Following the studies of Chen and others, ephedrine, generally in the form of the hydrochloride or the sulphate, has become one of the most valuable and widely used alkaloids in medicine today. On account of its potency, evidences of a mild transient toxicity from either overdosage or hypersensitiveness are relatively frequent.
Pharmacologic and clinical studies on ephedrine have been largely confined to the results of isolated or periodic administration, but the effect of the prolonged use of the drug on susceptible persons has not been emphasized in current literature. The case reported here is interesting in that the daily ingestion of ephedrine hydrochloride produced an unusual clinical picture. As experimental evidence is against any cumulative effect of this drug, the symptoms detailed may probably be ascribed to a hypersensitiveness of the patient.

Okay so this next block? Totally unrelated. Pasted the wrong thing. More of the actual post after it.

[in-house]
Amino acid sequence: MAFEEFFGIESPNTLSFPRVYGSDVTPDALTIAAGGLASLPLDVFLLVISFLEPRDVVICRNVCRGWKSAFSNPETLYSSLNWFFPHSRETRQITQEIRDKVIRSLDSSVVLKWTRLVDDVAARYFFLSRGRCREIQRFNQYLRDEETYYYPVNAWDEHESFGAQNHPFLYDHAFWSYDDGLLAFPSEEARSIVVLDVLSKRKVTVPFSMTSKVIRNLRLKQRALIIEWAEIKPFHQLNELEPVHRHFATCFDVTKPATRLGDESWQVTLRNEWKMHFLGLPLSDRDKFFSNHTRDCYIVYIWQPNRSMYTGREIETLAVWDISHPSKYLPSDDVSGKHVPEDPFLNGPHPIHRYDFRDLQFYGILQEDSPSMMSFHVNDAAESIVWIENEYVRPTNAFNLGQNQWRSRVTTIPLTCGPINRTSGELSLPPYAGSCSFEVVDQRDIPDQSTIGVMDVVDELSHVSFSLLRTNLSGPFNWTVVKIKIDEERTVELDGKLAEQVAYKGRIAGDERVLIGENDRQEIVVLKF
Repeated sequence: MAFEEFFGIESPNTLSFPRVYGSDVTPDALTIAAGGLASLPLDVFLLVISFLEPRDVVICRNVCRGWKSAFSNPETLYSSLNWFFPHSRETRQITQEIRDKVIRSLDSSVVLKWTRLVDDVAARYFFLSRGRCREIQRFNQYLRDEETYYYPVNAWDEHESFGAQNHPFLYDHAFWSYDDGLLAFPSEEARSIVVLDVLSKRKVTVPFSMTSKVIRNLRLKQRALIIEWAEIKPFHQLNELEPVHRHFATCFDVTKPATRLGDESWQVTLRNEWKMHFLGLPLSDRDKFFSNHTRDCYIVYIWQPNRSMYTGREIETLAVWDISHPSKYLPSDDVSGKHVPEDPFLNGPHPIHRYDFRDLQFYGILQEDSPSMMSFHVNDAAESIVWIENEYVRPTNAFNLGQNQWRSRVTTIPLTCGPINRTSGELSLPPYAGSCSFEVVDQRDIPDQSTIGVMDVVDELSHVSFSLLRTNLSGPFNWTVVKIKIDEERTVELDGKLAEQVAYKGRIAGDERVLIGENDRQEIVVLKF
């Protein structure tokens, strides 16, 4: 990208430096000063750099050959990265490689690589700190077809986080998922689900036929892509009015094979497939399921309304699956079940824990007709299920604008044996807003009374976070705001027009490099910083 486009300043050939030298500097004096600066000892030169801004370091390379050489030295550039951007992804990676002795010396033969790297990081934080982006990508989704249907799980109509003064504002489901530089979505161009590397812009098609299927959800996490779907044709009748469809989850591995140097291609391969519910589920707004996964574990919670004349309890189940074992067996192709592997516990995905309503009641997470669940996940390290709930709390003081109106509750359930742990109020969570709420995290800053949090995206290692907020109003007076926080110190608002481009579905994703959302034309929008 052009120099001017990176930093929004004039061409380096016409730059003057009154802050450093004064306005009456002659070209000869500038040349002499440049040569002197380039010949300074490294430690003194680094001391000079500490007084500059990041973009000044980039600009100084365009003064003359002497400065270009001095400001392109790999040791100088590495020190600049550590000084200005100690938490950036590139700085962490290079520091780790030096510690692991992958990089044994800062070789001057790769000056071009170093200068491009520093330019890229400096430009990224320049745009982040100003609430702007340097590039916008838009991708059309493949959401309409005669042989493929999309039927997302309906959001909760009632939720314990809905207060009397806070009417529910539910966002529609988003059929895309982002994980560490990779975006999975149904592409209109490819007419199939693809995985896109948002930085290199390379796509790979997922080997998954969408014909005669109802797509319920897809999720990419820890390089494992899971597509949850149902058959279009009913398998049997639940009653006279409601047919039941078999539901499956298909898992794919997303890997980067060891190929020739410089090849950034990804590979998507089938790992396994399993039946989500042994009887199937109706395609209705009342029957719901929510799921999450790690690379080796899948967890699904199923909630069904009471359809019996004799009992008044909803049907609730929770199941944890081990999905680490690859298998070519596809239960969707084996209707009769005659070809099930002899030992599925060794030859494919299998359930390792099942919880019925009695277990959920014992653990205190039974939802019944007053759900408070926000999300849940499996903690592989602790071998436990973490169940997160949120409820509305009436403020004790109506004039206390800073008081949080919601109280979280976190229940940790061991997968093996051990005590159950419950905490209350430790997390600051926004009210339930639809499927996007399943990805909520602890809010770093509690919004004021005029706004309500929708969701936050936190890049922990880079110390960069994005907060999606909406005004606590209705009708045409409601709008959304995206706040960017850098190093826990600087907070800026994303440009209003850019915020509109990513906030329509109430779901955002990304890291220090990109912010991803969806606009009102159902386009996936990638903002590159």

REPORT OF CASE
Mrs. R. E. H., a white woman, aged 36, was sent to my office April 19, 1928